Metro

‘Men are crazy about gadgets.’ Especially about gadgets for their young kids

Brookline, MA - 06/15/2018 Ross Chehayeb poses for a portrait while taking his daughters out for an evening stroll. Ross is is part of a trend of new fathers who have been investing much of their time into researching and buying high-tech baby gear. Erin Clark for The Boston Globe (metro) reporter: Beth Teitell Mandl
Erin Clark for The Boston Globe
“A friend said it looks like a stroller a rap star would have,” Ross Chehayeb proudly says of this stroller.

In the months before his first child was born, Evan Perlin, of Somerville, would disappear for huge chunks of the weekend. But he was hardly sneaking in last-minute bro time.

“I would spend five hours a day looking at baby products,” said Perlin, 37, a software consultant.

By the time his baby arrived, Perlin was fully outfitted. Diaper Dude backpack in manly black? Check. Intensively researched baby monitor? Check.

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But also: A wife who didn’t quite understand or share his obsession.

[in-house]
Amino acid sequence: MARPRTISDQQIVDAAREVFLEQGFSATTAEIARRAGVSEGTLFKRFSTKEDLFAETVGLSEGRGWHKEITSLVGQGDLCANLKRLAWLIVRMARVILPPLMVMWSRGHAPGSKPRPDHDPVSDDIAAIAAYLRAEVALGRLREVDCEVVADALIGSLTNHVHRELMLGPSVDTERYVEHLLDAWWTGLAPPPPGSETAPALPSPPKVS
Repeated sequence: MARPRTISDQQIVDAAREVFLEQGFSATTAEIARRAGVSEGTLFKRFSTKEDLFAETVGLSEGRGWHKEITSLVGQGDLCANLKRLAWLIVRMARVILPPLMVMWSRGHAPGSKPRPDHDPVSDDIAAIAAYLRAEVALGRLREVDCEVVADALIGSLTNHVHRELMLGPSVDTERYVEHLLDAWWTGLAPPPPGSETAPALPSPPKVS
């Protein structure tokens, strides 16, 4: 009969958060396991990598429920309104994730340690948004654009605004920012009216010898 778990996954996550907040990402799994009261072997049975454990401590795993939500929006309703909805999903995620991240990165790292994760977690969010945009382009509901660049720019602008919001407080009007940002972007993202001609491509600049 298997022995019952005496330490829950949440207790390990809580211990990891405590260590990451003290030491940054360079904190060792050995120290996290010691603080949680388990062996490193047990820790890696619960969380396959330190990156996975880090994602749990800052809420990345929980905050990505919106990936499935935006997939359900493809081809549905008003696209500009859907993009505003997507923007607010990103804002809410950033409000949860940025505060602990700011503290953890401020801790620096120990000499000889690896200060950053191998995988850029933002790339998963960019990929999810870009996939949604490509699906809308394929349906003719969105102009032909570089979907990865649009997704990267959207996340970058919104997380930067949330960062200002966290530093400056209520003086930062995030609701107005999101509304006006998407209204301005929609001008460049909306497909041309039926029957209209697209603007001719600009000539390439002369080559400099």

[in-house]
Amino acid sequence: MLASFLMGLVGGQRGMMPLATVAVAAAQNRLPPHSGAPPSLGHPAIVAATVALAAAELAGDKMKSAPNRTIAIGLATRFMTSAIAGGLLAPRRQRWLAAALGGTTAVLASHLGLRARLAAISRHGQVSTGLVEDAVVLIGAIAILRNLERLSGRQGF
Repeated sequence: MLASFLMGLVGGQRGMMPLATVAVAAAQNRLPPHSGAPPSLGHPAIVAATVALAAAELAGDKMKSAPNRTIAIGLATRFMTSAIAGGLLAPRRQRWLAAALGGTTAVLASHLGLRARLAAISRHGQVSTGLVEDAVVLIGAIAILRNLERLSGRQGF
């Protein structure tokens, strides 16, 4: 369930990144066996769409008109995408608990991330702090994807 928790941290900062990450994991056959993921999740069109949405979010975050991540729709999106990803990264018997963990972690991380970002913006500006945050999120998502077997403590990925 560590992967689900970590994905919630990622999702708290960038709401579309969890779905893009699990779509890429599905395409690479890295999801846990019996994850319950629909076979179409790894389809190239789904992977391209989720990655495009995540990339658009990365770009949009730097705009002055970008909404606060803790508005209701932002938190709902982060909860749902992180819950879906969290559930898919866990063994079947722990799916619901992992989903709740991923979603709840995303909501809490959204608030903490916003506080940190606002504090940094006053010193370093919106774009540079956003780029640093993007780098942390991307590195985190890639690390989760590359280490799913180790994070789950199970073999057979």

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“When I bought the [wearable] baby carrier, she had to come with me because she needed to try it on,” said Perlin, the father of a 19-month-old and a 4-year-old.

It was probably inevitable that the happy trend of men getting more involved in parenting would lead to a certain type of father. Call him Dadzilla.

He may be dropping big bucks on strollers that cost what for some people is a month’s rent, or scouring baby swaps for deals, but one thing’s for sure: You can find him holding forth at birthday parties — dadsplaining wipes warmers to newer parents. He’s on dads’ (and moms’) forums chatting about high chairs. He’s on Craigslist looking for deals on cribs, and, at baby supply stores, voicing his OPINION.

“The dads are so much more into fashion than the moms,” said Eli Gurock, cofounder of Magic Beans, a small, locally owned chain.

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Paternal interest is particularly intense around strollers, he observed, an item that can easily cost $1,500 or more.